The success of lottery ticket initializations [7] suggests that small, sparsified networks can be trained so long as the network is initialized appropriately. Unfortunately, finding these “winning ticket” initializations is computationally expensive. One potential solution is to reuse the same winning tickets across a variety of datasets and optimizers. However, the generality of winning ticket initializations remains unclear. Here, we attempt to answer this question by generating winning tickets for one training configuration (optimizer and dataset) and evaluating their performance on another configuration.

By: Ari Morcos, Haonan Yu, Michela Paganini, Yuandong Tian

December 10, 2019

PHYRE: A New Benchmark for Physical Reasoning

Neural Information Processing Systems (NeurIPS)

Understanding and reasoning about physics is an important ability of intelligent agents. We develop the PHYRE benchmark for physical reasoning that contains a set of simple classical mechanics puzzles in a 2D physical environment.

By: Anton Bakhtin, Laurens van der Maaten, Justin Johnson, Laura Gustafson, Ross Girshick

December 10, 2019

Limiting Extrapolation in Linear Approximate Value Iteration

Neural Information Processing Systems (NeurIPS)

We study linear approximate value iteration (LAVI) with a generative model. While linear models may accurately represent the optimal value function using a few parameters, several empirical and theoretical studies show the combination of least-squares projection with the Bellman operator may be expansive, thus leading LAVI to amplify errors over iterations and eventually diverge. We introduce an algorithm that approximates value functions by combining Q-values estimated at a set of anchor states.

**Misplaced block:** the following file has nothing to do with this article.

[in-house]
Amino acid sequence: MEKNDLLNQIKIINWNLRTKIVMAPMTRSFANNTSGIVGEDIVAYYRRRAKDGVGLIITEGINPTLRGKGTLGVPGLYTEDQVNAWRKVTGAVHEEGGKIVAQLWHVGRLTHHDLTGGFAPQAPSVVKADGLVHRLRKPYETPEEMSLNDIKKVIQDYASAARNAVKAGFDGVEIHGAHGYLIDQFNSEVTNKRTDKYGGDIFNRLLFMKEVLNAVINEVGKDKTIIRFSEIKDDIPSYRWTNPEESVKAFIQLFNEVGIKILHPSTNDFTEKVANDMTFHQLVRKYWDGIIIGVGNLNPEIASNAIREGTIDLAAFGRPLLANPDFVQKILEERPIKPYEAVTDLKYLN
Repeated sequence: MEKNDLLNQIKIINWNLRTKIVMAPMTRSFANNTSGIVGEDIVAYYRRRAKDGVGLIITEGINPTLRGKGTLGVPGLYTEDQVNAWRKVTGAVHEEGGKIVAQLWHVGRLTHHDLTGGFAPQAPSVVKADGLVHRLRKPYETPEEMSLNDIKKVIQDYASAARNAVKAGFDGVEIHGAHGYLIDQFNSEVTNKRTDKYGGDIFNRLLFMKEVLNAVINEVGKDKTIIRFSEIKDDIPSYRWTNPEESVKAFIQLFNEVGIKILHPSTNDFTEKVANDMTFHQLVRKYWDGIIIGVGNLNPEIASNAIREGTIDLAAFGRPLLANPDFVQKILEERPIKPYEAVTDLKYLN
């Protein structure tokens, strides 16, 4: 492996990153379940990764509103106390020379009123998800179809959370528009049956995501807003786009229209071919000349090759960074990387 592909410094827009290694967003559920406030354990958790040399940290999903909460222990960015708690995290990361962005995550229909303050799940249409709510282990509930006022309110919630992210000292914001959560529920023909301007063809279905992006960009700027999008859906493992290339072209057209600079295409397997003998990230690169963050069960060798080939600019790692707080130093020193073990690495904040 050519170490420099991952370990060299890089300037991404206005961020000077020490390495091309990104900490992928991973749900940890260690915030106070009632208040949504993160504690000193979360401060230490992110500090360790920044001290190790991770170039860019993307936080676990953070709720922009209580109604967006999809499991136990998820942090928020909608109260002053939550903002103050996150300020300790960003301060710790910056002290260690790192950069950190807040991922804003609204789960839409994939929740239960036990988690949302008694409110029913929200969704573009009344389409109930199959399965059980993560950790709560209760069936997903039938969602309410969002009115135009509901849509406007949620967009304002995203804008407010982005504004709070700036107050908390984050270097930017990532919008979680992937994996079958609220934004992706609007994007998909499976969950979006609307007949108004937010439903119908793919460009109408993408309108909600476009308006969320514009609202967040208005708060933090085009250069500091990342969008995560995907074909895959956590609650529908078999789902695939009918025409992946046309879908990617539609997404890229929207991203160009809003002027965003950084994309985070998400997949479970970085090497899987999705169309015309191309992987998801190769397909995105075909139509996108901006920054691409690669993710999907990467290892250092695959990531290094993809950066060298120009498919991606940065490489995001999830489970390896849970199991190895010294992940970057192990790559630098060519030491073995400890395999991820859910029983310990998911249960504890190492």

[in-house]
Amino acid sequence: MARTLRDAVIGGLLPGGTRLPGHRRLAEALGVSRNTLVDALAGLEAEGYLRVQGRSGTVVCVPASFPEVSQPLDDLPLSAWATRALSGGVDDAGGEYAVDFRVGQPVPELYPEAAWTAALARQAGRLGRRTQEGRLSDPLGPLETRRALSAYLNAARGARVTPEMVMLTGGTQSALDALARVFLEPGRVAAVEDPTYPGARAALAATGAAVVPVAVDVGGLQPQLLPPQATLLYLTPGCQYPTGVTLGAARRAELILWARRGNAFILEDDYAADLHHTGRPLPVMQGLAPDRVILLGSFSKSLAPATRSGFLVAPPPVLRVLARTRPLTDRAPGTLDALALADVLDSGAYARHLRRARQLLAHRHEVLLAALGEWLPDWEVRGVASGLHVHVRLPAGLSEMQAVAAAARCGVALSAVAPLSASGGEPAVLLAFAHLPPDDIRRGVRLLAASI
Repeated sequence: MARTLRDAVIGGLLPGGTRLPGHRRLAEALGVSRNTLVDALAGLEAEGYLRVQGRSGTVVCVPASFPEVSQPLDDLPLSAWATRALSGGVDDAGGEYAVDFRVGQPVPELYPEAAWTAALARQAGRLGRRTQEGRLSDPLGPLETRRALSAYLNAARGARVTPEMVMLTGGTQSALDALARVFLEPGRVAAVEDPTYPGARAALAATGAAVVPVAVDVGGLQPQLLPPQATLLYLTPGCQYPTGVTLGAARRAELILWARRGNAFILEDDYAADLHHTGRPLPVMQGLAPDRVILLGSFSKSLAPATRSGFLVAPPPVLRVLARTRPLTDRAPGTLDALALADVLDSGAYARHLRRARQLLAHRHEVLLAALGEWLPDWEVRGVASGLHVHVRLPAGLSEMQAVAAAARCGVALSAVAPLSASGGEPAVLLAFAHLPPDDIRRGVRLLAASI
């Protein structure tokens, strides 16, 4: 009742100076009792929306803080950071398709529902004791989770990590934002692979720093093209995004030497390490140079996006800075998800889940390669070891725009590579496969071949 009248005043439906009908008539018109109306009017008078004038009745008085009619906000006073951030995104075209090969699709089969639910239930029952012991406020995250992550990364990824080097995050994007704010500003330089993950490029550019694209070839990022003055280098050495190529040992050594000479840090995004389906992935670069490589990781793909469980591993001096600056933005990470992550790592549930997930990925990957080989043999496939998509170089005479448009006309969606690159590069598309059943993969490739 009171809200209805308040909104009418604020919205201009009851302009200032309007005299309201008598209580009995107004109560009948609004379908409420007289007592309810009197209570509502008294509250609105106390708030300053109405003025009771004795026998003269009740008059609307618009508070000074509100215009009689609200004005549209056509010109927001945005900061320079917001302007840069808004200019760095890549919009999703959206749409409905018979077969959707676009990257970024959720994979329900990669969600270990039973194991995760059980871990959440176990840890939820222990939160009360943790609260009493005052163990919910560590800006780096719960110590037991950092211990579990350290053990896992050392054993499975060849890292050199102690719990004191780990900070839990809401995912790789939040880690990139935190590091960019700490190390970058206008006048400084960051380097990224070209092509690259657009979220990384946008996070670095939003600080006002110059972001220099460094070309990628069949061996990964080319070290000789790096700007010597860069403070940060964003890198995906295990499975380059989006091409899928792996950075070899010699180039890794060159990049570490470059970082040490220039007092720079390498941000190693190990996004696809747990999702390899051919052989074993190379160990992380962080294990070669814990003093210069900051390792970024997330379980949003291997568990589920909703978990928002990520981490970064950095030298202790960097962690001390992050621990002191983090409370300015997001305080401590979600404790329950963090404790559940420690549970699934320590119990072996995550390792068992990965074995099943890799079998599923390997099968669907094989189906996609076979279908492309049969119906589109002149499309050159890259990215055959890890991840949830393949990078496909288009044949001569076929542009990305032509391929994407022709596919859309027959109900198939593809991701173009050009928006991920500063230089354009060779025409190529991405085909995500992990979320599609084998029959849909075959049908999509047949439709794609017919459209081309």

By: Andrea Zanette, Alessandro Lazaric, Mykel J. Kochenderfer, Emma Brunskill

December 9, 2019

ViLBERT: Pretraining Task-Agnostic Visiolinguistic Representations for Vision-and-Language Tasks

Neural Information Processing Systems (NeurIPS)

We present ViLBERT (short for Vision-and-Language BERT), a model for learning task-agnostic joint representations of image content and natural language. We extend the popular BERT architecture to a multi-modal two-stream model, processing both visual and textual inputs in separate streams that interact through co-attentional transformer layers.

By: Jiasen Lu, Dhruv Batra, Devi Parikh, Stefan Lee

December 9, 2019

Cold Case: the Lost MNIST Digits

Neural Information Processing Systems (NeurIPS)

Although the popular MNIST dataset [LeCun et al., 1994] is derived from the NIST database [Grother and Hanaoka, 1995], the precise processing steps for this derivation have been lost to time. We propose a reconstruction that is accurate enough to serve as a replacement for the MNIST dataset, with insignificant changes in accuracy. We trace each MNIST digit to its NIST source and its rich metadata such as writer identifier, partition identifier, etc.

By: Chhavi Yadav, Leon Bottou

December 9, 2019

Fixing the train-test resolution discrepancy

Neural Information Processing Systems (NeurIPS)

Data-augmentation is key to the training of neural networks for image classification. This paper first shows that existing augmentations induce a significant discrepancy between the size of the objects seen by the classifier at train and test time: in fact, a lower train resolution improves the classification at test time!

By: Hugo Touvron, Andrea Vedaldi, Matthijs Douze, Hervé Jégou